Scientists Develop Wearable Device To Monitor Changing Tumor Size Under The Skin

A team of engineering researchers from the Georgia Institute of Technology and Stanford University has developed a device that can be worn on the skin to monitor size changes in tumors on or below it.

Tumor Size Monitor

Tumor Size Monitor. Credit: Science Advances

Wearable devices have become quite popular in recent years. Smartwatches and fitness trackers are virtually everywhere. There are also wearable devices that help monitor blood sugar levels and even epileptic seizures.

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This new autonomous device brings along the capability to measure changing tumor sizes seamlessly. It features a flexible and stretchy sensor that gauges tumor size and transmits the results wirelessly to a smartphone app.

The wearable device is called FAST, which stands for “Flexible Autonomous Sensor measuring Tumors.” It is non-invasive, fast, and inexpensive and could aid in expediting cancer treatment screening. The device may also guide on how to deal with cancer more effectively.

Researchers reported the new device in the journal Science Advances.

Measuring tumor sizes

Medical professionals typically rely on imaging techniques, including X-rays, computed tomography (CT) scans, and magnetic resonance imaging (MRI) scans to learn about tumor sizes. They may also use calipers that look like metal pincers to measure tumors closer to the skin surface.

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However, popular imaging methods do not deliver continuous, real-time information about tumor sizes. Calipers are also less than ideal for measuring soft tissues.

The failings of existing measuring techniques, coupled with biological disparity in tumors and small study sample sizes, make the development of more effective treatments tricky. Researchers test thousands of promising drugs for cancer every year, but only a tiny fraction becomes available to patients. The process of screening drugs is both labor-intensive and complex.

With FAST, it could become possible and faster to monitor tumor growth in real-time and remove the need for observation periods that extend over weeks. Its creators say the wearable device senses changes in tumor size on a minute-timescale.

Advanced tumor monitoring device

FAST is powered by a battery and is sensitive to 10 micrometers or a hundredth of a millimeter. Its sensor features a stretchable polymer that looks like skin and comes embedded with a gold-circuitry layer. Armed with a “small electronic backpack,” it is placed on the skin area that has a tumor to take readings.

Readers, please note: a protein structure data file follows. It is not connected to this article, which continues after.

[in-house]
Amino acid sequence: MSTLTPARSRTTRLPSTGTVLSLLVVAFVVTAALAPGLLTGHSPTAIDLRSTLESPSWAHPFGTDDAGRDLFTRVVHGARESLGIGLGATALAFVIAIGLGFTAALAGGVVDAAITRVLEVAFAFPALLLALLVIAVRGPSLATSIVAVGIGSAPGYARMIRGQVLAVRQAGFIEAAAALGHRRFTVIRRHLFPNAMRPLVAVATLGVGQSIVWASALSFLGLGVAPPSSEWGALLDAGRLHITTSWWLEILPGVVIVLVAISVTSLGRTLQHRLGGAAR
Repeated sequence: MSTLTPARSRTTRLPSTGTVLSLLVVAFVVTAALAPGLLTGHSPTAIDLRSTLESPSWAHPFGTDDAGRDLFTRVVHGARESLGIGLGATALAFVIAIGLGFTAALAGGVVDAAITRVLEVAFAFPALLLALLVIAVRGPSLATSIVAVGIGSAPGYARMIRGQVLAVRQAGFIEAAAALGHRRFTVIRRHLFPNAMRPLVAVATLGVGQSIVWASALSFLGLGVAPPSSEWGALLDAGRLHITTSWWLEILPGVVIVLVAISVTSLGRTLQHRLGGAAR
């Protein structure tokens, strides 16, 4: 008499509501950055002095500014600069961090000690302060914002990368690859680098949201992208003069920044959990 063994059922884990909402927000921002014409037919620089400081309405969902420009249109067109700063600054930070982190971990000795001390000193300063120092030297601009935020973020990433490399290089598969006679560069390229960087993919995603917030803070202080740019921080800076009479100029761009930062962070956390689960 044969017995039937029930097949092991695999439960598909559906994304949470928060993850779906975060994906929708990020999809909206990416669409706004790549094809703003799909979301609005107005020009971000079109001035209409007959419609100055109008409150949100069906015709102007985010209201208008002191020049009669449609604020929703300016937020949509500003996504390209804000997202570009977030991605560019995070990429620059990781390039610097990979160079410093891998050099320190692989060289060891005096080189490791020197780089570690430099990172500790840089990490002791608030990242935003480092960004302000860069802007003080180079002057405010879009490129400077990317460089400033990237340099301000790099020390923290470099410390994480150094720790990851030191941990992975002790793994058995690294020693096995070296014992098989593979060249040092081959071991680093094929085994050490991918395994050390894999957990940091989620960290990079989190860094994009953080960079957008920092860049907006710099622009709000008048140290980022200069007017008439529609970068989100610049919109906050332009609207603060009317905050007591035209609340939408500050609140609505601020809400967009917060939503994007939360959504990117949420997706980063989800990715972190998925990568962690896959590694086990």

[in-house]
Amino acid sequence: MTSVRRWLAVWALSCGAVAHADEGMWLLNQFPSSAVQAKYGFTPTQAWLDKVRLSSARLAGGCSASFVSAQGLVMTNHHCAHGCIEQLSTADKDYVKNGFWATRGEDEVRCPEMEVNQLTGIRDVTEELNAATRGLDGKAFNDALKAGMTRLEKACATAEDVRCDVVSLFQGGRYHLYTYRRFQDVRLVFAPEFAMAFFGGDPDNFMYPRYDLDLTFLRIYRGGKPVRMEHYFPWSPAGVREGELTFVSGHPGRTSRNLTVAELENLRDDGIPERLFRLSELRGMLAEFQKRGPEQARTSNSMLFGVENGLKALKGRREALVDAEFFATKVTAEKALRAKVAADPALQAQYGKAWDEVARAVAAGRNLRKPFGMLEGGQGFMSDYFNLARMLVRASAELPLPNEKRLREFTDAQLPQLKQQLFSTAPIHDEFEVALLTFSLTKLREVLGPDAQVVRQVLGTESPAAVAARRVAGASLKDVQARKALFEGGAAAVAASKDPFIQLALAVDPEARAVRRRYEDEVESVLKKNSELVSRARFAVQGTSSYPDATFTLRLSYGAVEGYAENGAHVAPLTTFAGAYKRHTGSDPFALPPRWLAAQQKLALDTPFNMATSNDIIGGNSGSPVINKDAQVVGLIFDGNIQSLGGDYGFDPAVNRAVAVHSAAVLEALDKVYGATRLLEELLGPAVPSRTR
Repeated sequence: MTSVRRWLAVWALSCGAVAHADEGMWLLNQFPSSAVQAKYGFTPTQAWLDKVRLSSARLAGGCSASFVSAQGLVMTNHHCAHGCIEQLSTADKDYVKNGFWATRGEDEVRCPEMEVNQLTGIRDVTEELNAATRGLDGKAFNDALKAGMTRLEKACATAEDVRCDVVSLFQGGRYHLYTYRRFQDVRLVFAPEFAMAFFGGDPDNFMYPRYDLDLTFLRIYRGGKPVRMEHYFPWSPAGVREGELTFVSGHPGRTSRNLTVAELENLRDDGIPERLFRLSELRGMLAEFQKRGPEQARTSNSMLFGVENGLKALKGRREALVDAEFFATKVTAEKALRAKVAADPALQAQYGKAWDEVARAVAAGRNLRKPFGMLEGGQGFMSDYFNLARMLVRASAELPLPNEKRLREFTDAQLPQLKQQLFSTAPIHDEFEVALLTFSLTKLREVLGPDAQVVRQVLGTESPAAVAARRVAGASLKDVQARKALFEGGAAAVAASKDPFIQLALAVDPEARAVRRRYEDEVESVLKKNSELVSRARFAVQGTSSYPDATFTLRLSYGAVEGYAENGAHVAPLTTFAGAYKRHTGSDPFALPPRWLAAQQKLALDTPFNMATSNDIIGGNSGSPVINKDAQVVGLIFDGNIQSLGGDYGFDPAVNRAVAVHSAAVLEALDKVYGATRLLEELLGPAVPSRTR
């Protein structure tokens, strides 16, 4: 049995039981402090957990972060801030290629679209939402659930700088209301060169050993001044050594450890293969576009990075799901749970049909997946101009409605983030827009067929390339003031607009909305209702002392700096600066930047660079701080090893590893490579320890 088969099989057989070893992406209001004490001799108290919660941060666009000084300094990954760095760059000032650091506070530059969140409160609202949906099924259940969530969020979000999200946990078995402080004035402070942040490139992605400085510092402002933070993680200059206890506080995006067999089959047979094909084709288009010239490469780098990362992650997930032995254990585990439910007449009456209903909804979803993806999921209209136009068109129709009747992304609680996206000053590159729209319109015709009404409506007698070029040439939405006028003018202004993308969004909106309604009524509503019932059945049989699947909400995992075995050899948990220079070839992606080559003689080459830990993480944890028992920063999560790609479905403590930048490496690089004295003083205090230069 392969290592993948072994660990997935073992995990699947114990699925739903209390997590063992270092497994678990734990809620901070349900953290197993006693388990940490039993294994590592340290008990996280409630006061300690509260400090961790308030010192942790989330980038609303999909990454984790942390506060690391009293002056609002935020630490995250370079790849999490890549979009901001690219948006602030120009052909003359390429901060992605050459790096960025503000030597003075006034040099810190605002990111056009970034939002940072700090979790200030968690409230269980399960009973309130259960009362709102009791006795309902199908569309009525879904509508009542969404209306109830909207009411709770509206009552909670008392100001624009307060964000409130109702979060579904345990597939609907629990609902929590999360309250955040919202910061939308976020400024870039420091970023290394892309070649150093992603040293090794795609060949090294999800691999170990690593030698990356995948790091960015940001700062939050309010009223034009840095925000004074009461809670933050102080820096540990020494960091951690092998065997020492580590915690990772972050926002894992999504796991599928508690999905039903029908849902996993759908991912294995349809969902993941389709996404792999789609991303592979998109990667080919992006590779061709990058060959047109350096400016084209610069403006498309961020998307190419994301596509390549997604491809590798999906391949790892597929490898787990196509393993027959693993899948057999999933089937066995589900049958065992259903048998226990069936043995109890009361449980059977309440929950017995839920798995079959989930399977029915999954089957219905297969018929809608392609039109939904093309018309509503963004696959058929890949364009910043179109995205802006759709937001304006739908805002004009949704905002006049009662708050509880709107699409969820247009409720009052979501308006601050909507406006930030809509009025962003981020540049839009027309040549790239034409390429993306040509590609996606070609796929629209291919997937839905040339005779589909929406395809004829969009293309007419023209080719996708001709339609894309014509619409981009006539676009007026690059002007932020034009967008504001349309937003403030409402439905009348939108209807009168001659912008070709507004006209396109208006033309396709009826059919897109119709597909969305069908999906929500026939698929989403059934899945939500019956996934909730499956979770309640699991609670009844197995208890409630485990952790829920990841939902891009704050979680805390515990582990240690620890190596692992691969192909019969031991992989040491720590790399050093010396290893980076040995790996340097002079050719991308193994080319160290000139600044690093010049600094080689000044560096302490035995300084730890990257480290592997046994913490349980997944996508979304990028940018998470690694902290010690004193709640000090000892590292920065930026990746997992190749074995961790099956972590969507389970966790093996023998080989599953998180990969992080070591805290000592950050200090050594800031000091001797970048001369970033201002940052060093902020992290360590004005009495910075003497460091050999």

The researchers highlighted the crucial role of the polymer membrane in the design. The sensor measures the strain of this flexible material, as it increases or decreases, and transmits the data to a smartphone app.

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Stretching the membrane causes small cracks to form on the polymer’s gold layer, altering electrical conductivity and causing the sensor’s electronic resistance to surge. The cracks resolve and conductivity improves with the contraction of the material.

Promising therapies for reducing tumor growth can quickly be detected with the aid of the device’s backpack – designed by Yasser Khan and Naoji Matsuhisa, who are co-authors of this research. FAST could help researchers decide more quickly what therapies are worth studying further or to discard.

This wearable boasts of at least three major advancements, according to the researchers. The first is that it enables nonstop assessment of tumor sizes. Second, it makes it possible to measure tumor shape changes that are tricky to detect with other methods. A third benefit is that it is non-invasive and autonomous – running on battery and connecting wirelessly.

When tested in a mouse model, the device did not hinder free movement. The scientists did not have to closely manage the animals after fixing the sensor in place.

What’s more? FAST is cost-friendly. Its packs go for only about $60 and are reusable as well.

“It is a deceptively simple design,” said Alex Abramson, the study’s first author and a new assistant professor at Georgia Tech. “But these inherent advantages should be very interesting to the pharmaceutical and oncological communities. FAST could significantly expedite, automate, and lower the cost of the process of screening cancer therapies.”

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The research team successfully worked a way around the concern that the sensor could put pressure on tumors and lead to inaccurate readings. It cleverly matched the flexible material’s mechanical properties to the skin, making the sensor pliant and supple like the skin.


A flexible electronic strain sensor for the real-time monitoring of tumor regression



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